Established in 1984 on the site of a dairy farm dating back to the early 1800s, Door Creek Orchard, outside Madison, Wisconsin, is a two-and-a-half-hour trek from Chicago, but it’s worth every minute for the lyrical apple experience that awaits. With its varied terrain of wetlands, woodlands, and rolling prairies, Door Creek exists as a magical realm for apple nerds, cooks, and nature lovers alike.

Sustainable and family run, less county fair and more fairy tale, the charming operation yields subtler delights than your typical autumn agritainment destination. If it is corn mazes and hayrides you seek, look elsewhere. But if you crave a peaceful haven that specializes in strange, poetically named heirloom varieties with intriguing pasts, like the Belle de Boskoop (introduced from the Netherlands, likely in the 1870s) and the Blue Pearmain (a favorite of Henry David Thoreau), then Door Creek is the place.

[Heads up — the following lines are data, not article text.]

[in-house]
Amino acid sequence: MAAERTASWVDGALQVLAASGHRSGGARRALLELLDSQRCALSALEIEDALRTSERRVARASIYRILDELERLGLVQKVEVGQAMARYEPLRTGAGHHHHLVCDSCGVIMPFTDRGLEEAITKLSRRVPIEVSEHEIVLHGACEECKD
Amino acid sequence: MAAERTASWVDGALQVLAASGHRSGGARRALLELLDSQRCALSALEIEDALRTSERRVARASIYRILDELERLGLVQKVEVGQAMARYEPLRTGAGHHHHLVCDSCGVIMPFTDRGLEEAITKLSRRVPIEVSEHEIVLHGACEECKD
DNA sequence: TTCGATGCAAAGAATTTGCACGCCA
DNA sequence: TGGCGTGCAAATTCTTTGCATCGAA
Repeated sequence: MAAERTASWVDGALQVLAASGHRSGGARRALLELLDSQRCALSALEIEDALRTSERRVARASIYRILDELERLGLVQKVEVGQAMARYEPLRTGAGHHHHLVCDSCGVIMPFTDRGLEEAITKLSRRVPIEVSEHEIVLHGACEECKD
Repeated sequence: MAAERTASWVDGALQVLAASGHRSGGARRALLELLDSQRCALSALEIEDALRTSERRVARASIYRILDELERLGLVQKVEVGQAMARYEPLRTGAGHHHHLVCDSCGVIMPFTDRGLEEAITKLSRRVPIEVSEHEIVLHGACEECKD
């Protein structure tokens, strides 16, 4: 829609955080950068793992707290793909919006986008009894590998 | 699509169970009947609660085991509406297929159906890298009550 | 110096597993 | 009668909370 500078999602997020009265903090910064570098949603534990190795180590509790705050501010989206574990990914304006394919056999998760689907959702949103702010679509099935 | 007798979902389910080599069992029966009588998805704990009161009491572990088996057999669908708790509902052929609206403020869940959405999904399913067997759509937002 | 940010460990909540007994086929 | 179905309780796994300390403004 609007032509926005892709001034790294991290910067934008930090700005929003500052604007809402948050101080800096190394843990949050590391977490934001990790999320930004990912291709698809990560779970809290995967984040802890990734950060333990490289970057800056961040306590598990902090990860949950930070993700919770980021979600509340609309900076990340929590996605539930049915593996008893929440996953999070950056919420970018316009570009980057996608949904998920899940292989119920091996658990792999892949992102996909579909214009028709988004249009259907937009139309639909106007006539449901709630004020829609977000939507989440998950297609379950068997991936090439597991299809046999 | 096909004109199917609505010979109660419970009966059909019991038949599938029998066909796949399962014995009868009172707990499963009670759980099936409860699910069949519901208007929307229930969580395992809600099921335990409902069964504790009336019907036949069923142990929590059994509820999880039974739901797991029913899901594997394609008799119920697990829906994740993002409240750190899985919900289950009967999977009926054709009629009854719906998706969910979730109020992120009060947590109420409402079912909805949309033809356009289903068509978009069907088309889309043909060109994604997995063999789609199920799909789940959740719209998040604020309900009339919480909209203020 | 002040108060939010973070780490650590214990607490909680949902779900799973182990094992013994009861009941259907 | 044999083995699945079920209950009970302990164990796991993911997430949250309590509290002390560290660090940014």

This farm harvests and sells one of my personal favorites: the knobbly and weird-looking Calville Blanc d’Hiver, known to have been grown by Thomas Jefferson at Monticello and the preferred variety in France for making a tarte Tatin. It also has the Westfield Seek-No-Further, which some say is the best apple in the world, and the Chenango Strawberry, which sounds like an offbeat B-movie cowboy but, yes, is also an apple. 3252 Vilas Rd., Cottage Grove, Wisconsin